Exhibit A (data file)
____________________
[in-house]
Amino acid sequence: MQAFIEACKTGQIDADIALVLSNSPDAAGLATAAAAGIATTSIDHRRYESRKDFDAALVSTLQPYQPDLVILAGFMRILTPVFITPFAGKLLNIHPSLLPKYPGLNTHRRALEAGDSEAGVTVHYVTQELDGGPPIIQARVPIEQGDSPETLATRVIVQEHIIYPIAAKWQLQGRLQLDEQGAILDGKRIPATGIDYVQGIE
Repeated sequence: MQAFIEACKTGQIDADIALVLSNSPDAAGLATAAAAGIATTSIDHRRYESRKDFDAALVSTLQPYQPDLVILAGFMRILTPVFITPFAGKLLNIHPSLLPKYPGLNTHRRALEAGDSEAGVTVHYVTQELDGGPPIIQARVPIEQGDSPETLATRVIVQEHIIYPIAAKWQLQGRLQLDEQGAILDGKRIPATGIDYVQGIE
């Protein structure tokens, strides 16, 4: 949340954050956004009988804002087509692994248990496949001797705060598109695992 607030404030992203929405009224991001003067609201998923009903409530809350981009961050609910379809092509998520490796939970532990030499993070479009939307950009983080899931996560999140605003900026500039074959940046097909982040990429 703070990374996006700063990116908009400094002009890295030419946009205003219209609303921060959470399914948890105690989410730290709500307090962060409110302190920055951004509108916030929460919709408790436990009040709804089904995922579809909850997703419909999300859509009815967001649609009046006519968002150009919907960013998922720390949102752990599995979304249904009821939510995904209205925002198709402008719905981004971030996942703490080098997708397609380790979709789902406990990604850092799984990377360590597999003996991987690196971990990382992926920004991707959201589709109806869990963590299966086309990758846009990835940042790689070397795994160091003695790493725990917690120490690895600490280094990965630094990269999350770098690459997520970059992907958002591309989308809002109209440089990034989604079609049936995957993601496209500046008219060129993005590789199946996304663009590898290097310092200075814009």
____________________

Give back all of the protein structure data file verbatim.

[in-house]
Amino acid sequence: MQAFIEACKTGQIDADIALVLSNSPDAAGLATAAAAGIATTSIDHRRYESRKDFDAALVSTLQPYQPDLVILAGFMRILTPVFITPFAGKLLNIHPSLLPKYPGLNTHRRALEAGDSEAGVTVHYVTQELDGGPPIIQARVPIEQGDSPETLATRVIVQEHIIYPIAAKWQLQGRLQLDEQGAILDGKRIPATGIDYVQGIE
Repeated sequence: MQAFIEACKTGQIDADIALVLSNSPDAAGLATAAAAGIATTSIDHRRYESRKDFDAALVSTLQPYQPDLVILAGFMRILTPVFITPFAGKLLNIHPSLLPKYPGLNTHRRALEAGDSEAGVTVHYVTQELDGGPPIIQARVPIEQGDSPETLATRVIVQEHIIYPIAAKWQLQGRLQLDEQGAILDGKRIPATGIDYVQGIE
């Protein structure tokens, strides 16, 4: 949340954050956004009988804002087509692994248990496949001797705060598109695992 607030404030992203929405009224991001003067609201998923009903409530809350981009961050609910379809092509998520490796939970532990030499993070479009939307950009983080899931996560999140605003900026500039074959940046097909982040990429 703070990374996006700063990116908009400094002009890295030419946009205003219209609303921060959470399914948890105690989410730290709500307090962060409110302190920055951004509108916030929460919709408790436990009040709804089904995922579809909850997703419909999300859509009815967001649609009046006519968002150009919907960013998922720390949102752990599995979304249904009821939510995904209205925002198709402008719905981004971030996942703490080098997708397609380790979709789902406990990604850092799984990377360590597999003996991987690196971990990382992926920004991707959201589709109806869990963590299966086309990758846009990835940042790689070397795994160091003695790493725990917690120490690895600490280094990965630094990269999350770098690459997520970059992907958002591309989308809002109209440089990034989604079609049936995957993601496209500046008219060129993005590789199946996304663009590898290097310092200075814009």